• Economic support programs
home prevention strategies
Home Prevention Strategies
  • Parent and family involvement

-students benefit academically and emotionally

counselor specific prevention strategies
Counselor Specific Prevention Strategies
  • Support groups
  • Developing life skills
  • Enhancing interpersonal communication
  • Achieving self-management & self-control
  • Coping with stress
counselor specific intervention strategies
Counselor Specific Intervention Strategies
  • Guidance curriculum
  • Individual student planning
  • Responsive services
  • Systems support
more counselor specific intervention strategies
More Counselor Specific Intervention Strategies
  • Seek to connect with Hispanic students and inform them of counselor role
  • Serve as liaison between school and community

-resources

-school volunteers

-professionals

counselor competencies understanding the hispanic culture
Counselor Competencies – Understanding the Hispanic Culture
  • Family
  • Religion and spirituality
  • Linguistic differences
  • Time orientation
counselor competencies
Counselor Competencies
  • Understanding the sociopolitical system oppression in the US with respect to its treatment of minorities
  • Capable of generating a wide variety of verbal and non-verbal responses and messages
  • Aware of helping style & recognizing its limits
counselor competencies24
Counselor Competencies
  • Self-exploration
  • White Racial Identity Development Model

-Contact, Disintegration, Reintegration, Pseudoindependence, Immersion, Autonomy

  • Cross Model

-Preencounter, Internalization

  • Generic Cultural Identity Development Model (CID)

-Conformity, Dissonance, Resistance, Introspection, Integrative

awareness exercise
1- What does it mean to be White? What does it mean to be a Black/minority?

2- What are the benefits of being White? What are the benefits of being a Black/minority person?

3- How have you benefited from White privilege? How have you benefited from being a Black/minority person?

4- From the stages of racial identity development, can you identify the stage that describes the phase where you find yourself at the present moment?

(Contact, Disintegration, Reintegration, Pseudoindependence, Immersion, Autonomy)

Awareness Exercise
using data
Using Data
  • Advocate for change
  • Use school specific data to determine role
  • Accountability measures
community resources
Community Resources
  • Aspira of Broward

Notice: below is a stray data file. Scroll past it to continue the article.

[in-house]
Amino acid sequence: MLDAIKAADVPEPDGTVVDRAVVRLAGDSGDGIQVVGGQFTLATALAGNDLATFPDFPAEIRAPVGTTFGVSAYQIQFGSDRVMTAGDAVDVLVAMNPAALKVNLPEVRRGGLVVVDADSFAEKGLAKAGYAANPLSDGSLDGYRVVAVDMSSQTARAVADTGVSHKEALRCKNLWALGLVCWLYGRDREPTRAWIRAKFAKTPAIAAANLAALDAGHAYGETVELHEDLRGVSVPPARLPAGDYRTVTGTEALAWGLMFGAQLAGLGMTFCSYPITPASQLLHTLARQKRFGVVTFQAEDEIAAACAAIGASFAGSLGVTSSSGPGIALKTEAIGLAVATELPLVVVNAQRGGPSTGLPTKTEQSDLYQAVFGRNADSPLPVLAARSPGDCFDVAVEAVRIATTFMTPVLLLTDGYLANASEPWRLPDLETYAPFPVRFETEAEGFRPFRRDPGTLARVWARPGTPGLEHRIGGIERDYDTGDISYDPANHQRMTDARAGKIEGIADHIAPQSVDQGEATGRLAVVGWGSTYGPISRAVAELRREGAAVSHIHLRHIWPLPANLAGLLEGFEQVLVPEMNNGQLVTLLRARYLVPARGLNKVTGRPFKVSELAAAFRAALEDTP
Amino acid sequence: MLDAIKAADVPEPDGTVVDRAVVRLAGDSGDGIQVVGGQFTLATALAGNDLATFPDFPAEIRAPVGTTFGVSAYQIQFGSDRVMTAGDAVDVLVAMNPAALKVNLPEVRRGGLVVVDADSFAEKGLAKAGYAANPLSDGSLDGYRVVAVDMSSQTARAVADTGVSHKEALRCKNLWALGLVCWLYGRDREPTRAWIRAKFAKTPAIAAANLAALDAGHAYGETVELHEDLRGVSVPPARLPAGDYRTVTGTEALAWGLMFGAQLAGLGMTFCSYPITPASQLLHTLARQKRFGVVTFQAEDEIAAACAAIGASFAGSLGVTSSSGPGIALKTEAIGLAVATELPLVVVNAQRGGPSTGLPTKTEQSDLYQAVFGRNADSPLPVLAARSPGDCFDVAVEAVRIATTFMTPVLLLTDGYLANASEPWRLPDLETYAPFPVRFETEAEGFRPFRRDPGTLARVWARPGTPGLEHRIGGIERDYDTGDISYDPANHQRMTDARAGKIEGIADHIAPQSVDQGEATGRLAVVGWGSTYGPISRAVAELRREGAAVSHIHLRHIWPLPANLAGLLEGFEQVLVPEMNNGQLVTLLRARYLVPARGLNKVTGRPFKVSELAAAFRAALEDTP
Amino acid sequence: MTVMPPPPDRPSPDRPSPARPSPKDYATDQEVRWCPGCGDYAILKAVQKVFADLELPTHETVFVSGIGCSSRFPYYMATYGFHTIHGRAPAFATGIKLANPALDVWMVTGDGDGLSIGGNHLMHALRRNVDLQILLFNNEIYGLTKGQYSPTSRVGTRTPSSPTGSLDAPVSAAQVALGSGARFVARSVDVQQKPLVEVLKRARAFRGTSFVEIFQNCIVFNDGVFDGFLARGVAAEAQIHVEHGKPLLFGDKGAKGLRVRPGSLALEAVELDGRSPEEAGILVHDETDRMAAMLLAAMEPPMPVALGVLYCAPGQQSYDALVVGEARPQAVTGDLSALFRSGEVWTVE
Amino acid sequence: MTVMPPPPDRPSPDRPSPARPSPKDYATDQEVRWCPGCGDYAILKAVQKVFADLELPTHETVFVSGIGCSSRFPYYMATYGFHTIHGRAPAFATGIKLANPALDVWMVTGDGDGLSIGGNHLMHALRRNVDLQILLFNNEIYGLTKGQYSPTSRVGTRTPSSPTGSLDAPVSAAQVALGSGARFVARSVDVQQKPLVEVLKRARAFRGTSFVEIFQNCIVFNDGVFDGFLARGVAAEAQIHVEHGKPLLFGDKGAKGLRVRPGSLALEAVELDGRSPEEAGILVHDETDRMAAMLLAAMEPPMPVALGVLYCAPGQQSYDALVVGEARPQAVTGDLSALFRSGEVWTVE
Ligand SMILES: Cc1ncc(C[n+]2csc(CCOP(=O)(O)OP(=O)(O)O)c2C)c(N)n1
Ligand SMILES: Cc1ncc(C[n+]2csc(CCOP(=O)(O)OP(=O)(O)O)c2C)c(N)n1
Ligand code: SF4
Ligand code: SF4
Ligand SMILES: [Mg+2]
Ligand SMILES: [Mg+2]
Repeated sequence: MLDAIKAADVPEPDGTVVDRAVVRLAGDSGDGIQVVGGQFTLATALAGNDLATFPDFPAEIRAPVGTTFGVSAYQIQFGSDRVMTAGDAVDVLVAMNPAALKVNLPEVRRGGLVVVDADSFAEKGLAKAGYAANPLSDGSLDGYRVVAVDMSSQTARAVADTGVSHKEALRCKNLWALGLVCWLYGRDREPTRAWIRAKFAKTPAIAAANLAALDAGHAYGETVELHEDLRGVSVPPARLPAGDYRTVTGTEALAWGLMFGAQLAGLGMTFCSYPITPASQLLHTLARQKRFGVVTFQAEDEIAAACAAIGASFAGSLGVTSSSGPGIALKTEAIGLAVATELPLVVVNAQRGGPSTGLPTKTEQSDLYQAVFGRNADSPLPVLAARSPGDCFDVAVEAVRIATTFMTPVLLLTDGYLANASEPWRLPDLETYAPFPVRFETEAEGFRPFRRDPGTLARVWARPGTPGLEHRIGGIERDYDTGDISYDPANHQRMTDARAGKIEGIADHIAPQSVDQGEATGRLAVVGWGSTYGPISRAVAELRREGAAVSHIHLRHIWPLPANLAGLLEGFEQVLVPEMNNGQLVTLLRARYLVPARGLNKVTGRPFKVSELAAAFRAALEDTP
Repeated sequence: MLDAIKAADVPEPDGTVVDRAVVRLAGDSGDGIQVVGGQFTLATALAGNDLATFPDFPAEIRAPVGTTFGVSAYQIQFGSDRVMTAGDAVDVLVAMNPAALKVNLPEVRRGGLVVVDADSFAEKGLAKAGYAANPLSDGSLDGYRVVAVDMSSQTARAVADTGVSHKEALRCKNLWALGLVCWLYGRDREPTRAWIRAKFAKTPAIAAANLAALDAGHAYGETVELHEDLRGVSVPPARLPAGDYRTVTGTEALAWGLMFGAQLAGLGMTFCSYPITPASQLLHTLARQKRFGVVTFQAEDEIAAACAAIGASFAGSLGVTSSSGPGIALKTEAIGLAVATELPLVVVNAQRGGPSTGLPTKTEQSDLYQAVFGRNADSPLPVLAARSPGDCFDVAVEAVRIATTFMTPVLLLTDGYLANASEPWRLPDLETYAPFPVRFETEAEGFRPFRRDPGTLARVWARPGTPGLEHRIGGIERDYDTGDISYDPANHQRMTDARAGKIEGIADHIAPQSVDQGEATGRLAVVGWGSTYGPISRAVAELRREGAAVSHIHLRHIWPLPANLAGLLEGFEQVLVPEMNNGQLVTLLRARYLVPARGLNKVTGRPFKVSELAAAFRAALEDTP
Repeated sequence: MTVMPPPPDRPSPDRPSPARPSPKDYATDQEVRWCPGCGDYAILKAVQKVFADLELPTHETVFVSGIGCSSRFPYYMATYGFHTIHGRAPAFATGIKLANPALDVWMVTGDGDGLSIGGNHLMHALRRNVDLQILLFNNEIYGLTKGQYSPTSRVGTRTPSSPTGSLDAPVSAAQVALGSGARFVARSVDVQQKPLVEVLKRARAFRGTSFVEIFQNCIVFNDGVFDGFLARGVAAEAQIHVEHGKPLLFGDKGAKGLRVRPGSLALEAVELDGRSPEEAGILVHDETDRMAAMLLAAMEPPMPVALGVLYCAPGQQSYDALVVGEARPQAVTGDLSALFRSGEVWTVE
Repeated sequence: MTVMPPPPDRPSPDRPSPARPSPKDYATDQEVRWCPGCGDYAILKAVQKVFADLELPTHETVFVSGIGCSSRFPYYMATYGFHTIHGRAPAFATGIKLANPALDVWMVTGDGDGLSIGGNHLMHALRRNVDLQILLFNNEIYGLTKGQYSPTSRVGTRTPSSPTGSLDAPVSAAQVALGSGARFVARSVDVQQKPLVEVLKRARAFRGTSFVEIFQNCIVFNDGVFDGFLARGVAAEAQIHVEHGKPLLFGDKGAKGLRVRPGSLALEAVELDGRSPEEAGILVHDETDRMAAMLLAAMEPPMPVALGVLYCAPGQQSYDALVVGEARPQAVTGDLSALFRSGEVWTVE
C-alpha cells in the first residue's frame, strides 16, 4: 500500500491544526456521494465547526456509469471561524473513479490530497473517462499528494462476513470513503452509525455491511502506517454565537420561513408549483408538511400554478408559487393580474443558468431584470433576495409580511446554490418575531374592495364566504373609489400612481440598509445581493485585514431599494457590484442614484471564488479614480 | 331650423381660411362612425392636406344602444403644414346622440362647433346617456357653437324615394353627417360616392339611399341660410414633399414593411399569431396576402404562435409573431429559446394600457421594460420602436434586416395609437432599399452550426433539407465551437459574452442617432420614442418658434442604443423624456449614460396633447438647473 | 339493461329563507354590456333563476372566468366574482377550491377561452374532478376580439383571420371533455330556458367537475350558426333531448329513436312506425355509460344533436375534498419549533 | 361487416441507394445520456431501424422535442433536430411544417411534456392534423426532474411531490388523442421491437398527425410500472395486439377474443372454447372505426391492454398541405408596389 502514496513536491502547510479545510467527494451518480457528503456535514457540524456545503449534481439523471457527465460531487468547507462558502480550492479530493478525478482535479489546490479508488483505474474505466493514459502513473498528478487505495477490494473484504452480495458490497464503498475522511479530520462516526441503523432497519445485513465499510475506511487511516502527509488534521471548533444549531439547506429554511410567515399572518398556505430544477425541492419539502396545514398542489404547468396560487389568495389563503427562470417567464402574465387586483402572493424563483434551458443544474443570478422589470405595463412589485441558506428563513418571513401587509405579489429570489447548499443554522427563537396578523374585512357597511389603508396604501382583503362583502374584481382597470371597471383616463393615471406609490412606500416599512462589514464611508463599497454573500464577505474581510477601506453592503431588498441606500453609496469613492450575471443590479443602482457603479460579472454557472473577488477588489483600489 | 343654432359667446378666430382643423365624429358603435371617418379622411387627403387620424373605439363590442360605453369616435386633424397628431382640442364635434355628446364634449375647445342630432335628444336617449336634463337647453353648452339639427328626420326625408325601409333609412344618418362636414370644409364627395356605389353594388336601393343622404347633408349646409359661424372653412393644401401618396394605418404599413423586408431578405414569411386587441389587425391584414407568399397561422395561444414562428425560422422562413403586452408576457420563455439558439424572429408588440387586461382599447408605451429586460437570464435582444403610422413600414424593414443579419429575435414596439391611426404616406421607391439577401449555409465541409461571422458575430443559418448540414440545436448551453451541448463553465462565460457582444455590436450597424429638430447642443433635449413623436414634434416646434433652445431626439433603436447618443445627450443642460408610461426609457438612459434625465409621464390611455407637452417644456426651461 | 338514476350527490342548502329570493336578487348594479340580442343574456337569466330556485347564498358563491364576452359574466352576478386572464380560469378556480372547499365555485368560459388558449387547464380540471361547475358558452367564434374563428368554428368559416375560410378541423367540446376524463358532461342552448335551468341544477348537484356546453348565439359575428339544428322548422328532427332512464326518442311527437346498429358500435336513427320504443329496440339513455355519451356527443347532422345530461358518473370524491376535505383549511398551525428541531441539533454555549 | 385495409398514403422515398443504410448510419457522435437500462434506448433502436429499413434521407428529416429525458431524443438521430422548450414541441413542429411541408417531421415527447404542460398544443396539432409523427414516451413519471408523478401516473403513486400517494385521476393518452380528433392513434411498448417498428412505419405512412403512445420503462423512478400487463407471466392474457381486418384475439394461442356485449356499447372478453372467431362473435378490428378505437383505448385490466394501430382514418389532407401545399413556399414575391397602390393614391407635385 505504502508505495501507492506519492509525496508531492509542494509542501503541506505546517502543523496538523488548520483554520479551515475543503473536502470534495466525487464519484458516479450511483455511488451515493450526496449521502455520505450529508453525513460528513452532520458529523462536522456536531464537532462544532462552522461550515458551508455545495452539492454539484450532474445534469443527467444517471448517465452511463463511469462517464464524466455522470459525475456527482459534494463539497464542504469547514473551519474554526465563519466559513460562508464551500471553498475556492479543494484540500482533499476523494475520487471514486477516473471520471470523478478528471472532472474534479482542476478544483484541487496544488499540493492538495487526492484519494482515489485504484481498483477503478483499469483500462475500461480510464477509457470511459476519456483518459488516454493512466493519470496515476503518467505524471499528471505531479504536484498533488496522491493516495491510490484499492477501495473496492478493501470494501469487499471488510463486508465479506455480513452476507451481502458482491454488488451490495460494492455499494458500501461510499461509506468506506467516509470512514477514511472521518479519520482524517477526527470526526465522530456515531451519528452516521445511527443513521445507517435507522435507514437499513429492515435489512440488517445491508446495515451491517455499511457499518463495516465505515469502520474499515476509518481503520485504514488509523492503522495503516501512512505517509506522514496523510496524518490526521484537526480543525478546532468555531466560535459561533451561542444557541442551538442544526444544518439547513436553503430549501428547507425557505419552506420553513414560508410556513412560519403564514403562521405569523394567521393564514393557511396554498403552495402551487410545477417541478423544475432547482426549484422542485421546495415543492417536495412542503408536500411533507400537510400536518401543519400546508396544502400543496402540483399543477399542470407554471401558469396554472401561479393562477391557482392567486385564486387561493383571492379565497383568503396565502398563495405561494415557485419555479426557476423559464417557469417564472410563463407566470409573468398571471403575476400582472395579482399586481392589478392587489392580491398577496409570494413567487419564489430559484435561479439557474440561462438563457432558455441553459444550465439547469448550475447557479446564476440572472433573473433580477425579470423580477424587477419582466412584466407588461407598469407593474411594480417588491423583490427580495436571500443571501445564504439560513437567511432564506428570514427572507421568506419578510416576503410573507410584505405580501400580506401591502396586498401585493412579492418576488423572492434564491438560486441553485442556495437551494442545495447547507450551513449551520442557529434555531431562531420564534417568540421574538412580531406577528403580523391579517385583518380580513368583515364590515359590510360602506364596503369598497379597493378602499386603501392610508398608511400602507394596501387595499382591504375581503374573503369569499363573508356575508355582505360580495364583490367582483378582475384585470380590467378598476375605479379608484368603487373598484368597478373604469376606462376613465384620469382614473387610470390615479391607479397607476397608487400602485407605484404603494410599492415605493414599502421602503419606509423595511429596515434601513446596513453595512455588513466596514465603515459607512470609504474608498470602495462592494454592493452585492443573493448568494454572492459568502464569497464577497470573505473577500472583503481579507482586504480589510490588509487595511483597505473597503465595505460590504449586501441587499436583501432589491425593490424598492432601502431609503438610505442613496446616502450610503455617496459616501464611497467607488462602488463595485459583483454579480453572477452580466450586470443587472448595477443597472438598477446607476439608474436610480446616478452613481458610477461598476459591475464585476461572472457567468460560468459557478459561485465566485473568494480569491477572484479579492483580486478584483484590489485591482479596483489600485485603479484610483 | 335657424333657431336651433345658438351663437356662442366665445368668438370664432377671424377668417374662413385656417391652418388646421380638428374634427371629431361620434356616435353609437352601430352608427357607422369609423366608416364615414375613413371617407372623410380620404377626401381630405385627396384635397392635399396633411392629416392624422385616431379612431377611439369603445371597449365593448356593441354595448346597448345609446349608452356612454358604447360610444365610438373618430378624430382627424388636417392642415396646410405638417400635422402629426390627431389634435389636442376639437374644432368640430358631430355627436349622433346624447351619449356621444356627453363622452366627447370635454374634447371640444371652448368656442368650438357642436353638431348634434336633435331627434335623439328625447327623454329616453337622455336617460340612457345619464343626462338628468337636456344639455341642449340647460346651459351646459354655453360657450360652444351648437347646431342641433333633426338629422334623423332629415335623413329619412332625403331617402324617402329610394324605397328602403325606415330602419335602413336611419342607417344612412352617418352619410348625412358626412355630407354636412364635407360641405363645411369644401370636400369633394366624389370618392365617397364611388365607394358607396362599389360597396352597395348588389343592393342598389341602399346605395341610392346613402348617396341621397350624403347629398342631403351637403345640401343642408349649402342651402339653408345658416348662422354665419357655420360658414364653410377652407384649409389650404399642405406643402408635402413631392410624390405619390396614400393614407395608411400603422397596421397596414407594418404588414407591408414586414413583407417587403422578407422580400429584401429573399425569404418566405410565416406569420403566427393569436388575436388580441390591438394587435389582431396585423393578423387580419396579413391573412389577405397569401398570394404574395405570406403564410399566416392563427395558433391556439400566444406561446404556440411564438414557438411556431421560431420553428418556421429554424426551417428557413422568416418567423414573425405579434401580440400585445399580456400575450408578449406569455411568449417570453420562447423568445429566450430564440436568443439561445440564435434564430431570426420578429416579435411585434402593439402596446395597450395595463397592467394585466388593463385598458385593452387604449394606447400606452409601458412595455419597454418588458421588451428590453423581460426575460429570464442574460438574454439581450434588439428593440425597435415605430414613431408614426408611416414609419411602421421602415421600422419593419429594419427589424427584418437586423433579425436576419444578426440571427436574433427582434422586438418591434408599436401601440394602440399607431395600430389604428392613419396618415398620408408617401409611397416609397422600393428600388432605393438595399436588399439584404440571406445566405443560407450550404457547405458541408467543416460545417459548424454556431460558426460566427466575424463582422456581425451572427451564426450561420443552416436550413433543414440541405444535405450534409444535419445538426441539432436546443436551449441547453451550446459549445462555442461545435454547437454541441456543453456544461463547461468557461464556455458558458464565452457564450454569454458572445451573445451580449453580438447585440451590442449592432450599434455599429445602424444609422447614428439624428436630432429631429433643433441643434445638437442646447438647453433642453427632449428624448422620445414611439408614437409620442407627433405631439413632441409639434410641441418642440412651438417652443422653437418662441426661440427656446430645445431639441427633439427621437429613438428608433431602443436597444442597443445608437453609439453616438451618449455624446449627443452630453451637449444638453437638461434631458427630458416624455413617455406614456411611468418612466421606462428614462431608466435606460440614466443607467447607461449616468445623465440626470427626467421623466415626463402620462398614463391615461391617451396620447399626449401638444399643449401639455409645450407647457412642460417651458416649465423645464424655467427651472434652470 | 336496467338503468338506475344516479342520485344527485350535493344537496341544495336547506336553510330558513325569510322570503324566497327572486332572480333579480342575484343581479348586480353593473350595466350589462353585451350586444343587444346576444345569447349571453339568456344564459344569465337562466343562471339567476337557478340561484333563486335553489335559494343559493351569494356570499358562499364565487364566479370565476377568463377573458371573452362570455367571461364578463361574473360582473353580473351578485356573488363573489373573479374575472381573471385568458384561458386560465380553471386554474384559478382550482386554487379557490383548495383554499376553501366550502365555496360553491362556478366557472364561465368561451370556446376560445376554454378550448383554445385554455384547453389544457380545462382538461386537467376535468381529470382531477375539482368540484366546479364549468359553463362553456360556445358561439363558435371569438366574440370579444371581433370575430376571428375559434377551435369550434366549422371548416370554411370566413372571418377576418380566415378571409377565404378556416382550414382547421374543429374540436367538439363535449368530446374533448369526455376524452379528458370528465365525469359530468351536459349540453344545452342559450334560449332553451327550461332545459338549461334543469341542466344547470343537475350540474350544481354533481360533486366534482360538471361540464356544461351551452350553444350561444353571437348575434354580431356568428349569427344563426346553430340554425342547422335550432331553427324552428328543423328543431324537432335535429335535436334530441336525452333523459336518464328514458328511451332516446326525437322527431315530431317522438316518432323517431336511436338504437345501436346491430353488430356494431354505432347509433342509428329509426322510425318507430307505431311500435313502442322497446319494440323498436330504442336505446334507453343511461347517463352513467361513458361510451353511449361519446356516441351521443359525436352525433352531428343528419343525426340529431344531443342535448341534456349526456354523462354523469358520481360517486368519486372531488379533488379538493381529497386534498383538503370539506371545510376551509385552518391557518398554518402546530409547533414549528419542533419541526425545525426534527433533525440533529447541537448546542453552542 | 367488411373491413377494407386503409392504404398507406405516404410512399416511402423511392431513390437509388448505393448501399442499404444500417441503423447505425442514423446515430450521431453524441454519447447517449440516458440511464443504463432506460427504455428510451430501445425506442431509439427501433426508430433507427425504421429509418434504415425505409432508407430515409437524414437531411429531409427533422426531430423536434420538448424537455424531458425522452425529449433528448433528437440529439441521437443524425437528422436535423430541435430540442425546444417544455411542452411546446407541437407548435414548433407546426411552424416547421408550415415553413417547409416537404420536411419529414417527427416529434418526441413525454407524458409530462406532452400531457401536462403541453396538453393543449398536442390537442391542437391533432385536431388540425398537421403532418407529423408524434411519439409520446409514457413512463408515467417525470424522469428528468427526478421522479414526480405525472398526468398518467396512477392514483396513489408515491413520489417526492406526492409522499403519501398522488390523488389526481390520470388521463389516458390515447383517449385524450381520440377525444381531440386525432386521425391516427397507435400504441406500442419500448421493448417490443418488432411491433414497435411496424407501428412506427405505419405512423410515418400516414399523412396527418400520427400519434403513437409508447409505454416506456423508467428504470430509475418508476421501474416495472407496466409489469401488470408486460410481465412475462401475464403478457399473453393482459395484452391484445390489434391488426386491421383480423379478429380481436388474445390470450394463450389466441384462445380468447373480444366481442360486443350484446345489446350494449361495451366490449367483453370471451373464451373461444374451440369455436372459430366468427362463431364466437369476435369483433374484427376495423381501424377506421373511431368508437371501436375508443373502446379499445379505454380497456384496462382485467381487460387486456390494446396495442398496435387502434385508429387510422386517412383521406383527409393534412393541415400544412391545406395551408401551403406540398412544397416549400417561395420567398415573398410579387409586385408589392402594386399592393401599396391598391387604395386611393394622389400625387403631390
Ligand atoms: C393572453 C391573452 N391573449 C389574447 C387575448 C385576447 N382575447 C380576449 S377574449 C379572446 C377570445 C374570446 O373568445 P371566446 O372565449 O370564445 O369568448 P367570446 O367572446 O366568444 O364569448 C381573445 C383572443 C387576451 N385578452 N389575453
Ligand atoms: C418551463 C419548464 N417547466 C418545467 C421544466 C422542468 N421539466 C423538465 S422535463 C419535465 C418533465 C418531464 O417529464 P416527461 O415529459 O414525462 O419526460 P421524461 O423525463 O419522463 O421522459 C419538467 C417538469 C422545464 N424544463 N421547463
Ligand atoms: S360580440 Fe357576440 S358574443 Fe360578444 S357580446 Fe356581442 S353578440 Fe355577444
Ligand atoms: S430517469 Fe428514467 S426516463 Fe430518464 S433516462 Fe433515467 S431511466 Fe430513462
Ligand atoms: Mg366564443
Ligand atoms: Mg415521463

• Broward County Family Success Centers - Refugee Services
  • Family Central - Crianza con Carino program
  • Hispanic Unity
  • Urban League of Broward County
internet resources
Internet Resources
  • www.fldoe.org/
  • www.welcometousa.gov/default.htm
  • www.broward.k12.fl.us/esol/
  • www.schoolcounselor.org/
  • www.broward.org/arts/home.htm
literature resources for counselors parents teachers
Literature Resources for Counselors, Parents & Teachers
  • Around the World in 80 Pages

Mason, A. (1995). Around the world in 80 pages. Brookfield, CT: Copper Beech Books.

  • People

Spier, P. (1980). People. Doubleday, NY: Peter Spier.

presentation references
Presentation References
  • Capuzzi, D., & Gross, D. R. (Eds.). (2000). Youth at risk. Alexandria, VA: American Counseling Association.
  • Kelly, B. L., & Cooper, C. D. (Eds.). (1999). Parent and family involvement. Retrieved October, 30, 2007, http://www.ncela.gwu.edu/pubs/nysed/languagearts/ch01.pdf
  • Ter Maat, M. B. (2006). Information presented in lecture handouts from Florida School Counselor Association workshop on multicultural counseling held at Nova Southeastern University.
  • Vernon, A. (2004). Counseling children and adolescents. Denver, Colorado: Love Publishing Company.
  • Villalba, J., Akos, P., Keeter, K., Ames, A. (2007). Promoting latino student achievement and development through the ASCA national model. Professional School Counseling, 10 (5).
  • Watts-Taffe, S., & Truscott, D. (2000). Using what we know about language and literacy development for ESL students in the mainstream classroom. Language Arts, 77 (3), 258-265.
  • Williams, F. C., & Butler, S. K. (2003). Concerns of newly arrived immigrant students: Implications for school counselors. Professional School Counseling, 7, 9-14.